The publication this month of Green Mountain Scholar: Samuel B. Hand commemorates the legacy of a man who — in the process of changing his own thinking about Vermont — changed the way we understand our history, even today
Both brilliant and idiosyncratic, Sam Hand was a serious scholar with a sly and subtle sense of humor. When he moved to Burlington and joined the UVM faculty in nineteen sixty-one, he didn’t know that he would become a leading authority on the history of this small state. In fact, he didn’t know much about Vermont at all. He said once that when he arrived here, he knew that Vermont, along with Maine had been one of the only two states to vote against the election of Franklin Roosevelt. And that was about it.
But living here changed all that. And by the nineteen seventies, he’d become fascinated by Vermont history, and had begun offering the courses in that area that would define his career. His studies of Vermont politics, especially the rise and decline of the Republican Party here, opened Vermonters’ eyes to their own political story.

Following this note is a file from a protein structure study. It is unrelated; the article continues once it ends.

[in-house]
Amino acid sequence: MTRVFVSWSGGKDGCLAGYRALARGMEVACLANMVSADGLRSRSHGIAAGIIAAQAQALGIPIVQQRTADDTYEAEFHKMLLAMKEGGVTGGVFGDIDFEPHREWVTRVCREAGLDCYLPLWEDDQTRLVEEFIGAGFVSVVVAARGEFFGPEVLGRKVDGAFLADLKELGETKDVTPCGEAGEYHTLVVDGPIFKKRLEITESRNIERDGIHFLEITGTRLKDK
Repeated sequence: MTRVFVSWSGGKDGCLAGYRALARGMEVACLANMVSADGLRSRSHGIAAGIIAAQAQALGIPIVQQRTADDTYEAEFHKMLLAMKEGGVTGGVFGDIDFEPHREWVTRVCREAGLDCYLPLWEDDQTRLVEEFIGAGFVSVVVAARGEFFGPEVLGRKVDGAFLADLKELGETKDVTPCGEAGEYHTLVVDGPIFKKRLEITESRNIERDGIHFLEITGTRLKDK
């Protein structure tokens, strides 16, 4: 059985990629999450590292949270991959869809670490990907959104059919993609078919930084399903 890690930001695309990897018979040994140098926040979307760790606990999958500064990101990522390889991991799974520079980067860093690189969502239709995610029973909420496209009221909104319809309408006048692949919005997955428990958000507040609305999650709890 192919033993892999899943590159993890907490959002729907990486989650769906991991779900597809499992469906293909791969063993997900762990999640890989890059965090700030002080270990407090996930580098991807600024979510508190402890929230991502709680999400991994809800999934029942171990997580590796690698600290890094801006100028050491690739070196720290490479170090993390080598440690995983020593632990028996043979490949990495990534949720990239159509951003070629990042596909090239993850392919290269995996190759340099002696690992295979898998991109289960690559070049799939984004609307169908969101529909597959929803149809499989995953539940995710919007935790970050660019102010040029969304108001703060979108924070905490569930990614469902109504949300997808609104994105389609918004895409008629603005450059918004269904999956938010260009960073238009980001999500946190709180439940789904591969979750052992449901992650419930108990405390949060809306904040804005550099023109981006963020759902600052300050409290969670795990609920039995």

Hand insisted on high academic standards, but he was also known for his puckish sense of humor. He enjoyed telling about the time when he was out of state, and someone asked where he was from.
“I’m from Vermont,” he responded.
“I should have known,” said the questioner. “You sound just like Bernie Sanders!”
Hand is also remembered for the slightly mystifying way he would often start a conversation: “He would start in the middle of a topic, and you had to figure out where he was coming from,” said historian Michael Sherman. “And by the time you got there, he’d moved on!”
And, he was unfailingly supportive of other historians. Sherman recalled several projects that were vital to understanding Vermont’s past. Hand would agree that the given project was important — and then pass it off to a colleague. “He really wanted to create a community of Vermont scholars,” Sherman said — and that was how he went about it.”
Hand’s influence was pervasive. He taught a generation of Vermont historians, helped found the Center for Research on Vermont at UVM, and deepened the mission and breadth of the Vermont Historical Society.
And somehow,Sam Hand did it all with a light touch — making his many accomplishments all the more impressive.